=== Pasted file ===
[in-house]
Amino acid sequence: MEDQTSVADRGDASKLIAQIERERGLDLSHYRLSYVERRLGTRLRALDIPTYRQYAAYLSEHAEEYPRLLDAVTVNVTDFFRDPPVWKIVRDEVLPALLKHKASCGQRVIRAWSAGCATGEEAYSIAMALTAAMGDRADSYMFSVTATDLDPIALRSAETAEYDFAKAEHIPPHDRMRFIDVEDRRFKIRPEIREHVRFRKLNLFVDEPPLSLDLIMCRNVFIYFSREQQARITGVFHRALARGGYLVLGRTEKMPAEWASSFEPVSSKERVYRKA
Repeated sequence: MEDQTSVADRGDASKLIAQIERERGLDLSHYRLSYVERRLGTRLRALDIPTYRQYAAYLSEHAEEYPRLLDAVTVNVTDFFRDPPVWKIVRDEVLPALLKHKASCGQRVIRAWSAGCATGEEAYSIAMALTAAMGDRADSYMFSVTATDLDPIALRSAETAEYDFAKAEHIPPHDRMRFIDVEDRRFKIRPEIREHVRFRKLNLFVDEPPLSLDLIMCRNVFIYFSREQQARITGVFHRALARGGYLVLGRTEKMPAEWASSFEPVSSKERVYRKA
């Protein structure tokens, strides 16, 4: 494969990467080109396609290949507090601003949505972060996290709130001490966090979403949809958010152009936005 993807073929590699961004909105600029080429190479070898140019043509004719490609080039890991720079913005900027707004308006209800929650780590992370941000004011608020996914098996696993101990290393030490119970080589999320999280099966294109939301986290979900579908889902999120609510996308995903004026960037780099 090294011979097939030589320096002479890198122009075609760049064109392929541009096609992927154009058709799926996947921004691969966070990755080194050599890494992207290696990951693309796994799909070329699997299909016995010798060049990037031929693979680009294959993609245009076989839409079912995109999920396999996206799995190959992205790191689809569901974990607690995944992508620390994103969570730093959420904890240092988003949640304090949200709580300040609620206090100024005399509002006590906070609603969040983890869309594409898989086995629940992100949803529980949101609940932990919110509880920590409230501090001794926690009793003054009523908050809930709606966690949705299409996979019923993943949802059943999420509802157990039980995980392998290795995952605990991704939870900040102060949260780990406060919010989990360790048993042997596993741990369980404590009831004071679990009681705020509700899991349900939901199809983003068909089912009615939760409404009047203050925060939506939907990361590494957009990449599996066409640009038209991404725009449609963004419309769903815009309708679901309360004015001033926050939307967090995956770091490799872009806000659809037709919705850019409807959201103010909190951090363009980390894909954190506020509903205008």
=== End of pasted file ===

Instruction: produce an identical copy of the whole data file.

[in-house]
Amino acid sequence: MEDQTSVADRGDASKLIAQIERERGLDLSHYRLSYVERRLGTRLRALDIPTYRQYAAYLSEHAEEYPRLLDAVTVNVTDFFRDPPVWKIVRDEVLPALLKHKASCGQRVIRAWSAGCATGEEAYSIAMALTAAMGDRADSYMFSVTATDLDPIALRSAETAEYDFAKAEHIPPHDRMRFIDVEDRRFKIRPEIREHVRFRKLNLFVDEPPLSLDLIMCRNVFIYFSREQQARITGVFHRALARGGYLVLGRTEKMPAEWASSFEPVSSKERVYRKA
Repeated sequence: MEDQTSVADRGDASKLIAQIERERGLDLSHYRLSYVERRLGTRLRALDIPTYRQYAAYLSEHAEEYPRLLDAVTVNVTDFFRDPPVWKIVRDEVLPALLKHKASCGQRVIRAWSAGCATGEEAYSIAMALTAAMGDRADSYMFSVTATDLDPIALRSAETAEYDFAKAEHIPPHDRMRFIDVEDRRFKIRPEIREHVRFRKLNLFVDEPPLSLDLIMCRNVFIYFSREQQARITGVFHRALARGGYLVLGRTEKMPAEWASSFEPVSSKERVYRKA
């Protein structure tokens, strides 16, 4: 494969990467080109396609290949507090601003949505972060996290709130001490966090979403949809958010152009936005 993807073929590699961004909105600029080429190479070898140019043509004719490609080039890991720079913005900027707004308006209800929650780590992370941000004011608020996914098996696993101990290393030490119970080589999320999280099966294109939301986290979900579908889902999120609510996308995903004026960037780099 090294011979097939030589320096002479890198122009075609760049064109392929541009096609992927154009058709799926996947921004691969966070990755080194050599890494992207290696990951693309796994799909070329699997299909016995010798060049990037031929693979680009294959993609245009076989839409079912995109999920396999996206799995190959992205790191689809569901974990607690995944992508620390994103969570730093959420904890240092988003949640304090949200709580300040609620206090100024005399509002006590906070609603969040983890869309594409898989086995629940992100949803529980949101609940932990919110509880920590409230501090001794926690009793003054009523908050809930709606966690949705299409996979019923993943949802059943999420509802157990039980995980392998290795995952605990991704939870900040102060949260780990406060919010989990360790048993042997596993741990369980404590009831004071679990009681705020509700899991349900939901199809983003068909089912009615939760409404009047203050925060939506939907990361590494957009990449599996066409640009038209991404725009449609963004419309769903815009309708679901309360004015001033926050939307967090995956770091490799872009806000659809037709919705850019409807959201103010909190951090363009980390894909954190506020509903205008």